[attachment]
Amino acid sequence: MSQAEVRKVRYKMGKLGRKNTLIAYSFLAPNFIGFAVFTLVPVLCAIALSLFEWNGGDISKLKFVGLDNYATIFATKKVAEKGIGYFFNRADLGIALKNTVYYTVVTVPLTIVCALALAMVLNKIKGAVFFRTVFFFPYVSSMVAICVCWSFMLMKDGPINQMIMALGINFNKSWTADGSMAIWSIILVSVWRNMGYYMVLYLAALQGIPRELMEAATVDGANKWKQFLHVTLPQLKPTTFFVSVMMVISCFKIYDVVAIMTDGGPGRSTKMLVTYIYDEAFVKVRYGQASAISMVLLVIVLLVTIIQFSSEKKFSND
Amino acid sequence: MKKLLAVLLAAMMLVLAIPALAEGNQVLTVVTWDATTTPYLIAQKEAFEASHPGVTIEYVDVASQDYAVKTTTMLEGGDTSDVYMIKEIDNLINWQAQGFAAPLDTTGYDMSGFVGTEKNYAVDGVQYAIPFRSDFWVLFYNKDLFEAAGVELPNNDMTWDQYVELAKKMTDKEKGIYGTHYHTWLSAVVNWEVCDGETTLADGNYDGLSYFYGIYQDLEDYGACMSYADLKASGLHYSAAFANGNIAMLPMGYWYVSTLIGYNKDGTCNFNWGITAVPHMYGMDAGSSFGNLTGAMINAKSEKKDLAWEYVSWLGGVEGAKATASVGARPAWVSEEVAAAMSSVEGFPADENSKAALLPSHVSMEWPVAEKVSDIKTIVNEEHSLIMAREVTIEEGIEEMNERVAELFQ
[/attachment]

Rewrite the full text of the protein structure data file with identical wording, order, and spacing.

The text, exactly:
Amino acid sequence: MSQAEVRKVRYKMGKLGRKNTLIAYSFLAPNFIGFAVFTLVPVLCAIALSLFEWNGGDISKLKFVGLDNYATIFATKKVAEKGIGYFFNRADLGIALKNTVYYTVVTVPLTIVCALALAMVLNKIKGAVFFRTVFFFPYVSSMVAICVCWSFMLMKDGPINQMIMALGINFNKSWTADGSMAIWSIILVSVWRNMGYYMVLYLAALQGIPRELMEAATVDGANKWKQFLHVTLPQLKPTTFFVSVMMVISCFKIYDVVAIMTDGGPGRSTKMLVTYIYDEAFVKVRYGQASAISMVLLVIVLLVTIIQFSSEKKFSND
Amino acid sequence: MKKLLAVLLAAMMLVLAIPALAEGNQVLTVVTWDATTTPYLIAQKEAFEASHPGVTIEYVDVASQDYAVKTTTMLEGGDTSDVYMIKEIDNLINWQAQGFAAPLDTTGYDMSGFVGTEKNYAVDGVQYAIPFRSDFWVLFYNKDLFEAAGVELPNNDMTWDQYVELAKKMTDKEKGIYGTHYHTWLSAVVNWEVCDGETTLADGNYDGLSYFYGIYQDLEDYGACMSYADLKASGLHYSAAFANGNIAMLPMGYWYVSTLIGYNKDGTCNFNWGITAVPHMYGMDAGSSFGNLTGAMINAKSEKKDLAWEYVSWLGGVEGAKATASVGARPAWVSEEVAAAMSSVEGFPADENSKAALLPSHVSMEWPVAEKVSDIKTIVNEEHSLIMAREVTIEEGIEEMNERVAELFQ